Skip to the content

How to invest like Warren Buffett

01 May 2024

Investors could emulate the Sage of Omaha by reinvesting dividends, holding stocks forever and only investing in areas they understand – or by buying Berkshire Hathaway shares.

By Emma Wallis,

News editor, Trustnet

Berkshire Hathaway’s Warren Buffett is one of the most successful investors of all time but the basic tenets of his approach are uncomplicated and can be adopted by private investors. What’s more, there are several ways to gain exposure to Berkshire Hathaway directly or to funds with similar approaches.

Since the start of Buffett’s career in 1965, Berkshire Hathaway has produced a staggering 4,384,749% return, turning $100 into more than $4.3m. An investor who put $100 into the S&P 500 index in 1965 instead would have made $31,323.

If this makes you want to invest in Berkshire Hathaway, chances are that you already do.

Berkshire Hathaway is the seventh biggest stock in the US, having overtaken Tesla this year, so anyone owning an S&P 500 tracker will have 1.8% in Berkshire Hathway, which falls to about 1% for passive global equity funds.

Investors who want to increase their exposure can buy ‘B’ class shares in Berkshire Hathaway, which is quoted on the New York Stock Exchange, for £330 each and these shares can be held in an ISA, SIPP or standard trading account.

However, Laith Khalaf, head of investment analysis at AJ Bell, pointed out that “Berkshire is a bit of a strange beast, part holding company, part investment portfolio, so it’s set apart from a normal investment trust or fund, though it is still a capital allocation vehicle for Warren Buffett”.

Therefore, some investors might prefer to opt for a fund with a similar investment philosophy to Buffett and there are plenty of choices.

“Lindsell Train also hunts for high-quality companies with competitive advantages and quotes Buffett in its investment philosophy,” Khalaf said.

“Fundsmith’s mantra of ‘buy good companies, don’t overpay and do nothing’ could easily have been penned by Buffett and the publication of an ‘owner’s manual’ was an idea pioneered by Buffett in the 1990s.”

Performance of funds versus sector over 10 years

Source: FE Analytics

Khalaf continued: “Meanwhile, a lesser known fund, SDL UK Buffettology, explicitly seeks to replicate Buffett’s investment style within the confines of the UK stock market.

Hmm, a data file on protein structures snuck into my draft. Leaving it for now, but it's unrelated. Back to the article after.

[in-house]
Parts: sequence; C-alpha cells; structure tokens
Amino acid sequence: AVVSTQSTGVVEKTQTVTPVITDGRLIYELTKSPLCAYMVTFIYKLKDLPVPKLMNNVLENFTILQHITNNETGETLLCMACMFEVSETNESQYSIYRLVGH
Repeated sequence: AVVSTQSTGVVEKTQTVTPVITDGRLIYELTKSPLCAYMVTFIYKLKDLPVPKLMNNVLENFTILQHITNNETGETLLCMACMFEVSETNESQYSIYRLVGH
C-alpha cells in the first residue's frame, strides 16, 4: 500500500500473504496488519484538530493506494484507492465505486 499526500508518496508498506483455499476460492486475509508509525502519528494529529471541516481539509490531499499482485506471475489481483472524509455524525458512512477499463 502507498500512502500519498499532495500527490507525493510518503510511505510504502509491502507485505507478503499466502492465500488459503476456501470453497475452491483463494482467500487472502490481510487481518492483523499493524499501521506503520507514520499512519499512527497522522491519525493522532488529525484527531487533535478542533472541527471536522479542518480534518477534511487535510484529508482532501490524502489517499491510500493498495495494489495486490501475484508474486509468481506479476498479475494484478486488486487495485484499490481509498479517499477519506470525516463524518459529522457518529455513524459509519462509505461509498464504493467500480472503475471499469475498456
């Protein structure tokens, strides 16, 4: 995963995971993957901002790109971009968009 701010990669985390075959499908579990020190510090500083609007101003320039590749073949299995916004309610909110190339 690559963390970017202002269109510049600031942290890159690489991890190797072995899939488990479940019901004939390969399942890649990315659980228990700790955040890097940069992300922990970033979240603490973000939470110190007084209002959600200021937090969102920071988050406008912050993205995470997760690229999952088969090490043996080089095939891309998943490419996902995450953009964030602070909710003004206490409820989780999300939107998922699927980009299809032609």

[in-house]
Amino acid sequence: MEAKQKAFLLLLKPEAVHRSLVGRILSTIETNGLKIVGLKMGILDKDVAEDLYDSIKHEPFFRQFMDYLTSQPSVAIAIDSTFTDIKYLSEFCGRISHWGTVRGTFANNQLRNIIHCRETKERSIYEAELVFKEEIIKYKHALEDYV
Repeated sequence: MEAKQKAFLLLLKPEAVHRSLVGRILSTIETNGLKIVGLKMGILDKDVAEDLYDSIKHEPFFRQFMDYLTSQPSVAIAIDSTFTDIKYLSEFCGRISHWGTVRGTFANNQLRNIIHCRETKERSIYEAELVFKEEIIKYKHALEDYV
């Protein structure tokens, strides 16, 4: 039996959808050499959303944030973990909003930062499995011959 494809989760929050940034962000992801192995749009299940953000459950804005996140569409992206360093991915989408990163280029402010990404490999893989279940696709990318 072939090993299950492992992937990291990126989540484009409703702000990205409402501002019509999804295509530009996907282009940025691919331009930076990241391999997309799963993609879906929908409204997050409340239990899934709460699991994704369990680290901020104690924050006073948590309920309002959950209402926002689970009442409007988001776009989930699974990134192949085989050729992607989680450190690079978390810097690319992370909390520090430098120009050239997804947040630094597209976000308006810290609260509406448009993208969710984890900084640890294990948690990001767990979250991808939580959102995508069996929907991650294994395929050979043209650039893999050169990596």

“Buffett’s pawprints can be found liberally spattered across the investment management industry in one form or another.”

Performance of fund versus sector over 10 years

Source: FE Analytics

Investors could go one step further and adopt Buffett’s principles themselves.

First and foremost, Buffett is an advocate of long-term, buy-and-hold investing. “Our favourite holding period is forever,” is one of his most-quoted sayings.

Khalaf added a word of caution: “Investors should also be wary of letting a long-term view slip into complacency or apathy, which can be harmful if poorly performing stocks or funds in your portfolio aren’t occasionally weeded out.”

Despite being one of the world’s best-known active managers, Buffett is an advocate of cheap passive funds. In his will, he has requested that 90% of the money he leaves to his wife be invested in a low cost S&P 500 tracker and the other 10% be held in short-term government bonds.

For investors who do want to take a punt on active managers, the Buffett way is to opt for high-conviction strategies. As Khalaf explained: “The point is, if you are going to invest in active funds, you should do it properly by choosing a manager who acts with conviction and puts meaningful sums into each of the companies they back, rather than placing a chip in most of the companies on the stock market.”

For investors who do not need to draw an income from their portfolio, dividends should be reinvested. “Buffett likes to receive dividends, even though Berkshire Hathaway doesn’t pay one,” Khalaf said. Instead, Buffett recycles dividend income into new investment opportunities.

“The long-term benefits of rolling up dividends are clear, particularly when investing in a high yield market like the UK, and especially if maintained within the tax sheltering walls of an ISA,” he added.

Finally, never invest in something you do not understand and that applies especially to cryptocurrency. Buffett went so far as to say that cryptocurrencies are “probably rat poison squared” and “they will come to a bad ending”.

Editor's Picks


Videos from BNY Mellon Investment Management


Data provided by FE fundinfo. Care has been taken to ensure that the information is correct, but FE fundinfo neither warrants, represents nor guarantees the contents of information, nor does it accept any responsibility for errors, inaccuracies, omissions or any inconsistencies herein. Past performance does not predict future performance, it should not be the main or sole reason for making an investment decision. The value of investments and any income from them can fall as well as rise.